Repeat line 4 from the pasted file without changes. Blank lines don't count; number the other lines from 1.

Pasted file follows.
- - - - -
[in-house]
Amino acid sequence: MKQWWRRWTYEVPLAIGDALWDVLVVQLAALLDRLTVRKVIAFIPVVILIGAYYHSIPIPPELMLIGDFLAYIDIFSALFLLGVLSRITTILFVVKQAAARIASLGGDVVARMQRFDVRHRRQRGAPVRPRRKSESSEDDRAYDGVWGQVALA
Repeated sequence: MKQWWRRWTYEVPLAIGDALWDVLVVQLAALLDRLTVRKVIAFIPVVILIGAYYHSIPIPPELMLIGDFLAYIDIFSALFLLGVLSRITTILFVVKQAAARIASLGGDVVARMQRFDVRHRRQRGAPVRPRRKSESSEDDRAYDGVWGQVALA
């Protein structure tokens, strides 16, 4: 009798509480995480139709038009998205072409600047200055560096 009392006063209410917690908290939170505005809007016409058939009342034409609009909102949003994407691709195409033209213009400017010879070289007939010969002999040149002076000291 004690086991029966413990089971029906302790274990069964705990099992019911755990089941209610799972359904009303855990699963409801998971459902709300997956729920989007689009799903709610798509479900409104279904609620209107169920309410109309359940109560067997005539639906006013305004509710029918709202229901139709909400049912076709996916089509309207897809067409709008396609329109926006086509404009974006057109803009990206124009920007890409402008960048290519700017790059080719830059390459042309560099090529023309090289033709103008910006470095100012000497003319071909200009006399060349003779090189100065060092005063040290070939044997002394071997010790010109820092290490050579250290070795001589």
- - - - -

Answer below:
């Protein structure tokens, strides 16, 4: 009798509480995480139709038009998205072409600047200055560096 009392006063209410917690908290939170505005809007016409058939009342034409609009909102949003994407691709195409033209213009400017010879070289007939010969002999040149002076000291 004690086991029966413990089971029906302790274990069964705990099992019911755990089941209610799972359904009303855990699963409801998971459902709300997956729920989007689009799903709610798509479900409104279904609620209107169920309410109309359940109560067997005539639906006013305004509710029918709202229901139709909400049912076709996916089509309207897809067409709008396609329109926006086509404009974006057109803009990206124009920007890409402008960048290519700017790059080719830059390459042309560099090529023309090289033709103008910006470095100012000497003319071909200009006399060349003779090189100065060092005063040290070939044997002394071997010790010109820092290490050579250290070795001589």